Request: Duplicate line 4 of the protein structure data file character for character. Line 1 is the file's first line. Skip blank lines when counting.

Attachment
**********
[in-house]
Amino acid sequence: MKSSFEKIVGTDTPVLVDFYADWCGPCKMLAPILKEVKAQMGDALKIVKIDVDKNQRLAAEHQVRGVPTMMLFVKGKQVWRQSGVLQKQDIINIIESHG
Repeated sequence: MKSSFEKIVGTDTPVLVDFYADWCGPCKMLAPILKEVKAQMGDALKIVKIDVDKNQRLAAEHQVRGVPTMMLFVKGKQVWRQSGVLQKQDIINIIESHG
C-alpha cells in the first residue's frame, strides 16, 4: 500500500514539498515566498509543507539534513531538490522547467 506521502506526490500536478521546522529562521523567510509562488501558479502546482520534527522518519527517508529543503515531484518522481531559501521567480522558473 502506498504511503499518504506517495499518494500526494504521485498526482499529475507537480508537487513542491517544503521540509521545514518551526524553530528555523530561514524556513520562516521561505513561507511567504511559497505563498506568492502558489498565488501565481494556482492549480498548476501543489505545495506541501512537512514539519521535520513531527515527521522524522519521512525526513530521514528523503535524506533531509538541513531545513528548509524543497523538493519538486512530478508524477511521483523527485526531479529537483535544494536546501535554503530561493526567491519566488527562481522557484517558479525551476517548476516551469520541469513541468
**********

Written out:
C-alpha cells in the first residue's frame, strides 16, 4: 500500500514539498515566498509543507539534513531538490522547467 506521502506526490500536478521546522529562521523567510509562488501558479502546482520534527522518519527517508529543503515531484518522481531559501521567480522558473 502506498504511503499518504506517495499518494500526494504521485498526482499529475507537480508537487513542491517544503521540509521545514518551526524553530528555523530561514524556513520562516521561505513561507511567504511559497505563498506568492502558489498565488501565481494556482492549480498548476501543489505545495506541501512537512514539519521535520513531527515527521522524522519521512525526513530521514528523503535524506533531509538541513531545513528548509524543497523538493519538486512530478508524477511521483523527485526531479529537483535544494536546501535554503530561493526567491519566488527562481522557484517558479525551476517548476516551469520541469513541468